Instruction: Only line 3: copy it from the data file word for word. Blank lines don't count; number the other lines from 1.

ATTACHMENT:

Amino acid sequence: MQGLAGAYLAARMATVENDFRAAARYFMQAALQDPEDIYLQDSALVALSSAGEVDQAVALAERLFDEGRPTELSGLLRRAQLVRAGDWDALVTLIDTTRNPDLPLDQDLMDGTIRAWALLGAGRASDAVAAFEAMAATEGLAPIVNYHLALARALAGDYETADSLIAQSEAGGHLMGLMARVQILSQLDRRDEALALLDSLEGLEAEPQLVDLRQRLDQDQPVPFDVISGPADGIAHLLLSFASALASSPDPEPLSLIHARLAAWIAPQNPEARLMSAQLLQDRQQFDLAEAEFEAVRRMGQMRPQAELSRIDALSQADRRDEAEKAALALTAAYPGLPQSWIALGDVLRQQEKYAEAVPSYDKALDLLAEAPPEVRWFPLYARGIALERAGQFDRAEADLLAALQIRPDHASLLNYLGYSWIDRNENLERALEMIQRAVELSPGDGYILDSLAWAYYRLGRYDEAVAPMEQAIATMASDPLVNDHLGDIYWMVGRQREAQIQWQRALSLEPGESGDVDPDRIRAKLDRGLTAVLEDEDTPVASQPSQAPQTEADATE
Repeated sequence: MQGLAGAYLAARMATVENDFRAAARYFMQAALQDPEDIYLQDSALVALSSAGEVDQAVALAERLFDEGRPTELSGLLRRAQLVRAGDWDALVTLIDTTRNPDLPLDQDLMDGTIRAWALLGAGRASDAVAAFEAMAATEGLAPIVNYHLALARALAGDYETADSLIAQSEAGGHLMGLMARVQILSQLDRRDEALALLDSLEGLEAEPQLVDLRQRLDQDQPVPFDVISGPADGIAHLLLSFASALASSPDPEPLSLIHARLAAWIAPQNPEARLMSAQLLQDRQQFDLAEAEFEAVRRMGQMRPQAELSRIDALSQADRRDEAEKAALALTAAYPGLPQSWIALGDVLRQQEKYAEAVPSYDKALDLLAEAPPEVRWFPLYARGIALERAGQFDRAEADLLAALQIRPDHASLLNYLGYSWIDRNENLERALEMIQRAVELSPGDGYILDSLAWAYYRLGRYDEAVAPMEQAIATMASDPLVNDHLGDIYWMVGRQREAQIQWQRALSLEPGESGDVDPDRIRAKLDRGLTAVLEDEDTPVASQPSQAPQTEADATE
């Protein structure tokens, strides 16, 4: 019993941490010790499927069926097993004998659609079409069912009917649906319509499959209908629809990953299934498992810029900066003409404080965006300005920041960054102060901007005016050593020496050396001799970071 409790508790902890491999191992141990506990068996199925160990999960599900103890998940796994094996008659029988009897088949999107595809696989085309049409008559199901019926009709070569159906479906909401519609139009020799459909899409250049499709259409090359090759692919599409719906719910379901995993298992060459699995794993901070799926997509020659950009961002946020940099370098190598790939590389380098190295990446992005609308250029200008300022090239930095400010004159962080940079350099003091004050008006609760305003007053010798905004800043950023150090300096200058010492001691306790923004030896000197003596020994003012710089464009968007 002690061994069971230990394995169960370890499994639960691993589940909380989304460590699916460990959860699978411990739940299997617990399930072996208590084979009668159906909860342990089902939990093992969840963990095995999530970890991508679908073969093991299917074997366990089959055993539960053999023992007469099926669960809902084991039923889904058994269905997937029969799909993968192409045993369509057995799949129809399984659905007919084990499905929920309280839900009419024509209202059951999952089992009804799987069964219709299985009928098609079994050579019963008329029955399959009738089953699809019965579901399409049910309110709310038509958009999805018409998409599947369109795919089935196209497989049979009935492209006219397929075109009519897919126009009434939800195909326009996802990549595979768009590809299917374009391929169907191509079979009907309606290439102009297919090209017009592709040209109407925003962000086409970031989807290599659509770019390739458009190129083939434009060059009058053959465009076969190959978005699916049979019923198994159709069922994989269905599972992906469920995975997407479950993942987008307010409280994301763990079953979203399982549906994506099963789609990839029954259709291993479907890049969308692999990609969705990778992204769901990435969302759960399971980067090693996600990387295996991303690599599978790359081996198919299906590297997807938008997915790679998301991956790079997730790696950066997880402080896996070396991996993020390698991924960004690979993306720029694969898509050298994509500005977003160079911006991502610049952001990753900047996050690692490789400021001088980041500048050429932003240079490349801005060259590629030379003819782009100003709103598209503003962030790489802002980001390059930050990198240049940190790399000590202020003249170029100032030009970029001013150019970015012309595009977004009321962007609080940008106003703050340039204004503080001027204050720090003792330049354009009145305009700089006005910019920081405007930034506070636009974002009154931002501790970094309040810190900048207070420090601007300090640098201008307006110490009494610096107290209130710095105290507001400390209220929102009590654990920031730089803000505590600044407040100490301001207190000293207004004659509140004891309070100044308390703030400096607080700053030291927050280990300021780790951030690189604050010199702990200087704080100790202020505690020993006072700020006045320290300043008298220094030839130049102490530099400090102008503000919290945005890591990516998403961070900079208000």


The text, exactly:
């Protein structure tokens, strides 16, 4: 019993941490010790499927069926097993004998659609079409069912009917649906319509499959209908629809990953299934498992810029900066003409404080965006300005920041960054102060901007005016050593020496050396001799970071 409790508790902890491999191992141990506990068996199925160990999960599900103890998940796994094996008659029988009897088949999107595809696989085309049409008559199901019926009709070569159906479906909401519609139009020799459909899409250049499709259409090359090759692919599409719906719910379901995993298992060459699995794993901070799926997509020659950009961002946020940099370098190598790939590389380098190295990446992005609308250029200008300022090239930095400010004159962080940079350099003091004050008006609760305003007053010798905004800043950023150090300096200058010492001691306790923004030896000197003596020994003012710089464009968007 002690061994069971230990394995169960370890499994639960691993589940909380989304460590699916460990959860699978411990739940299997617990399930072996208590084979009668159906909860342990089902939990093992969840963990095995999530970890991508679908073969093991299917074997366990089959055993539960053999023992007469099926669960809902084991039923889904058994269905997937029969799909993968192409045993369509057995799949129809399984659905007919084990499905929920309280839900009419024509209202059951999952089992009804799987069964219709299985009928098609079994050579019963008329029955399959009738089953699809019965579901399409049910309110709310038509958009999805018409998409599947369109795919089935196209497989049979009935492209006219397929075109009519897919126009009434939800195909326009996802990549595979768009590809299917374009391929169907191509079979009907309606290439102009297919090209017009592709040209109407925003962000086409970031989807290599659509770019390739458009190129083939434009060059009058053959465009076969190959978005699916049979019923198994159709069922994989269905599972992906469920995975997407479950993942987008307010409280994301763990079953979203399982549906994506099963789609990839029954259709291993479907890049969308692999990609969705990778992204769901990435969302759960399971980067090693996600990387295996991303690599599978790359081996198919299906590297997807938008997915790679998301991956790079997730790696950066997880402080896996070396991996993020390698991924960004690979993306720029694969898509050298994509500005977003160079911006991502610049952001990753900047996050690692490789400021001088980041500048050429932003240079490349801005060259590629030379003819782009100003709103598209503003962030790489802002980001390059930050990198240049940190790399000590202020003249170029100032030009970029001013150019970015012309595009977004009321962007609080940008106003703050340039204004503080001027204050720090003792330049354009009145305009700089006005910019920081405007930034506070636009974002009154931002501790970094309040810190900048207070420090601007300090640098201008307006110490009494610096107290209130710095105290507001400390209220929102009590654990920031730089803000505590600044407040100490301001207190000293207004004659509140004891309070100044308390703030400096607080700053030291927050280990300021780790951030690189604050010199702990200087704080100790202020505690020993006072700020006045320290300043008298220094030839130049102490530099400090102008503000919290945005890591990516998403961070900079208000």